By KAYLA CABRAL
They’re making students aware, one booth at a time.
On Feb. 16, the Welland campus hosted a health fair for local businesses and agencies to enlighten students on health issues and encourage them to be aware.
The health fair ran from 11 a.m. to 2 p.m. outside the cafeteria and through the halls near the bookstore. The fair moved to the Niagara-on-the-Lake campus on Feb. 17, outside the cafeteria. There was a variety of booths for students to check out and participate in.
Ashley White, waste management assistant for the city of Welland, had a booth making students aware of the coming changes in waste management. She says, as of Feb. 28 only one bag of garbage per home will be allowed every week, grey box, blue box and green bins pick up will be every week and grass clippings will no longer be collected. Previously, a two-bag maximum and alternative recycle week pick-up occurred.
She was also encouraging students to recycle offering recycling bins for sale at her booth.
Michele Longhurst, public education co-ordinator of the Canadian Mental Health Association, had information on mental health issues, handing students stress test stickers, which changed colours depending on your stress level. She says of all the pamphlets she hands out, excessive compulsive disorder is the most commonly chosen among students.
Craig Rudling, of the Niagara Regional Police Community Services unit, had a table full of fun facts. There was a static drug display listing the common illegal drugs found in communities and the long-term effects it can have on your body. His example on display included the long-term use of ecstasy and how it can eventually turn into Parkinson’s disease, which is incurable.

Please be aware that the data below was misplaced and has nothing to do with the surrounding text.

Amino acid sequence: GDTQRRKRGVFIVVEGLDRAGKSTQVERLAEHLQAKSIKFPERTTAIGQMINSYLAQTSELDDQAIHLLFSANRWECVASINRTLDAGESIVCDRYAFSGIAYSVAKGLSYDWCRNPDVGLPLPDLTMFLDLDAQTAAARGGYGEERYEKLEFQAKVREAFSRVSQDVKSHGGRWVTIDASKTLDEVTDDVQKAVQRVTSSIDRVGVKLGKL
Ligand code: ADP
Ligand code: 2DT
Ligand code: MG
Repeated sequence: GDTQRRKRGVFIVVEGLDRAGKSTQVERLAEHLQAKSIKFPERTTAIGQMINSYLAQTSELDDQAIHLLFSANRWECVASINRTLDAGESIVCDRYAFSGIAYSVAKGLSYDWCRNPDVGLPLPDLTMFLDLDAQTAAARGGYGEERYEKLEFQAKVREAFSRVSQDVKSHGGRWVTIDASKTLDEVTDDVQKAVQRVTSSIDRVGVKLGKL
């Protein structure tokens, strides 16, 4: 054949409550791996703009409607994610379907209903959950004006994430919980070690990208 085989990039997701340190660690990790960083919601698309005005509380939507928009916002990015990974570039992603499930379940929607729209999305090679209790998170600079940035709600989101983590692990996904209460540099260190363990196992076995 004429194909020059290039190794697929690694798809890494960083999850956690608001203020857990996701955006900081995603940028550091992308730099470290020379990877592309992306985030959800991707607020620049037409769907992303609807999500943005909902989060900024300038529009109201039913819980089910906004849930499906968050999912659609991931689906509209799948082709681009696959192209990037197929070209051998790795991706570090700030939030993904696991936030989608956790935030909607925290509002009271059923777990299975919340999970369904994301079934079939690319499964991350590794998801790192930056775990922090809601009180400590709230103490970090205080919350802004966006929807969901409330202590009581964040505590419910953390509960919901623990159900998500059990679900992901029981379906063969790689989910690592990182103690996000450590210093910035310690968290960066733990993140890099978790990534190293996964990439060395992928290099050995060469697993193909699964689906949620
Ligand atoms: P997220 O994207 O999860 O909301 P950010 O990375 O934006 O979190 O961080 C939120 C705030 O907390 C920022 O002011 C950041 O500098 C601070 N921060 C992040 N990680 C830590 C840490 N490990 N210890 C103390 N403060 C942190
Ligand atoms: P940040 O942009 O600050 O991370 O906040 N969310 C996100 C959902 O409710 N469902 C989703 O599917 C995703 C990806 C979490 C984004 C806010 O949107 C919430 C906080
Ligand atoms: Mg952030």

Zining Xu, in Early Childhood Education, says the fair is "a good idea" and enjoyed walking around the different booths.
The RecycleMe group from the Provincial Agency of Organ and Tissue Donation set up a life-sized Operation game for students to play. The winner at the end of the day received an 8-GB iPod touch.
Carrie Hoto, communications adviser, says the booth was set up to encourage people to "register consent to donate organs." Joanne Scherker, a member of the group, says over 1,500 critically ill people are waiting for organs.
"Give the gift of life" is the motto of the organization, says Scherker.
The group handed out heart-shaped stress balls, RecycleMe T-shirts and forms for people wanting to donate organs. There was also an organ donor and organ recipient at the booth for students to talk to about their experience with organ donation.
Colette Bodogh and her daughter Tamaira say the fair "had good things to look around [at]" and it was very "interesting." Tamaira is applying to the college for September.
Jennifer O’Brien, a fifth-year Community Health Science student at Brock University, ran the Leave the Pack Behind (LTPB) booth, offering information on smoking and strategies for quitting the habit. She was offering a carbon monoxide Breathalyzer test for students who might have been exposed to that substance, along with pamphlets, candy and LTPB freebies.
LTPB members canvas each campus giving students information and offering help when needed.
Chelsea Cheevers, a Notre Dame high school student taking a dual credit course at Niagara College, says the fair "is pretty cool" and "has a lot of stuff going on." She says she took the carbon monoxide test and her results were of a light smoker.
Margaret Vegter, "What’s your type?" volunteer, was offering blood-typing tests for students who didn’t know.
She encourages students to donate blood, saying, "a lot of people who can donate, don’t donate." She says only five per cent of people who can, actually do.
The Student Administrative Council (SAC) had its booth set up for students to see what SAC has planned in the next few months.
Katryna Mckenna, director of student and community relations, promoted a masquerade ball happening on Feb. 24 at The Core. Admission is $10 and includes a pasta dinner and dance.